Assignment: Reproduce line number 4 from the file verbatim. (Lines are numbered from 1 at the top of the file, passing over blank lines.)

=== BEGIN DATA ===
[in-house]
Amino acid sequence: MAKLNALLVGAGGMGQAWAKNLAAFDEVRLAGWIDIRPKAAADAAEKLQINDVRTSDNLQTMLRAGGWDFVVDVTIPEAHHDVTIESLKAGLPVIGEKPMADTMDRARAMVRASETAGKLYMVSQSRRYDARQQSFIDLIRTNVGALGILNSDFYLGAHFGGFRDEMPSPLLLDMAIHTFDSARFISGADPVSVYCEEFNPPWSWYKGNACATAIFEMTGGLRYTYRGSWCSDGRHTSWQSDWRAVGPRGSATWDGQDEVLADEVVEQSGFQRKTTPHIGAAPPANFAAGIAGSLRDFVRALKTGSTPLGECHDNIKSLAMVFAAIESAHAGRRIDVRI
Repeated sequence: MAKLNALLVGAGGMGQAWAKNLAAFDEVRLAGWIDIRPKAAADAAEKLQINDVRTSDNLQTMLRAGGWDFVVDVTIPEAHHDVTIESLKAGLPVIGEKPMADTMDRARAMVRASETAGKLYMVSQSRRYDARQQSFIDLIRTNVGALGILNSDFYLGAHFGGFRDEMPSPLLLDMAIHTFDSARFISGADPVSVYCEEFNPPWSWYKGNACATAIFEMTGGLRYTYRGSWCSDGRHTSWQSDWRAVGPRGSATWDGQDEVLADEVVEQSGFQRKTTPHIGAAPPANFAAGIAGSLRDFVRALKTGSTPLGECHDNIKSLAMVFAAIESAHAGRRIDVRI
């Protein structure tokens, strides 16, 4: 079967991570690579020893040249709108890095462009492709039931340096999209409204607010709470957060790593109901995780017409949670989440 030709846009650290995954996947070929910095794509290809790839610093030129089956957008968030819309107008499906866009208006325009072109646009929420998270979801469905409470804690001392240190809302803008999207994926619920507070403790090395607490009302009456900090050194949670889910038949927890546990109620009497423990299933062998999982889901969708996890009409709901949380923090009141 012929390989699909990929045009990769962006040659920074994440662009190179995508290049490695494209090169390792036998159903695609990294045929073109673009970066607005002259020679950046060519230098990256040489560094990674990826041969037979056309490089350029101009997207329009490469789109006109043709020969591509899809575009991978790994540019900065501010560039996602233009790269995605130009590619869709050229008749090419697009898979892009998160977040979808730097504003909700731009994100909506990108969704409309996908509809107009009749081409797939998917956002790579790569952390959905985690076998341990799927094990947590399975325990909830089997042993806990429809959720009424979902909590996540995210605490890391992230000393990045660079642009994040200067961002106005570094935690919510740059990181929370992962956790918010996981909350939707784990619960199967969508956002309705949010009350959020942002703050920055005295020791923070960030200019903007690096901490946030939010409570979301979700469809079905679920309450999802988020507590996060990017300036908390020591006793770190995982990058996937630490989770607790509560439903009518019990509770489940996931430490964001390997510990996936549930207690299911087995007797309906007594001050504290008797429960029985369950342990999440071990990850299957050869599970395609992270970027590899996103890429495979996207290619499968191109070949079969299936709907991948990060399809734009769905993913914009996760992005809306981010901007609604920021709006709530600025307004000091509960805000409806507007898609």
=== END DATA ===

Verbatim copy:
């Protein structure tokens, strides 16, 4: 079967991570690579020893040249709108890095462009492709039931340096999209409204607010709470957060790593109901995780017409949670989440 030709846009650290995954996947070929910095794509290809790839610093030129089956957008968030819309107008499906866009208006325009072109646009929420998270979801469905409470804690001392240190809302803008999207994926619920507070403790090395607490009302009456900090050194949670889910038949927890546990109620009497423990299933062998999982889901969708996890009409709901949380923090009141 012929390989699909990929045009990769962006040659920074994440662009190179995508290049490695494209090169390792036998159903695609990294045929073109673009970066607005002259020679950046060519230098990256040489560094990674990826041969037979056309490089350029101009997207329009490469789109006109043709020969591509899809575009991978790994540019900065501010560039996602233009790269995605130009590619869709050229008749090419697009898979892009998160977040979808730097504003909700731009994100909506990108969704409309996908509809107009009749081409797939998917956002790579790569952390959905985690076998341990799927094990947590399975325990909830089997042993806990429809959720009424979902909590996540995210605490890391992230000393990045660079642009994040200067961002106005570094935690919510740059990181929370992962956790918010996981909350939707784990619960199967969508956002309705949010009350959020942002703050920055005295020791923070960030200019903007690096901490946030939010409570979301979700469809079905679920309450999802988020507590996060990017300036908390020591006793770190995982990058996937630490989770607790509560439903009518019990509770489940996931430490964001390997510990996936549930207690299911087995007797309906007594001050504290008797429960029985369950342990999440071990990850299957050869599970395609992270970027590899996103890429495979996207290619499968191109070949079969299936709907991948990060399809734009769905993913914009996760992005809306981010901007609604920021709006709530600025307004000091509960805000409806507007898609």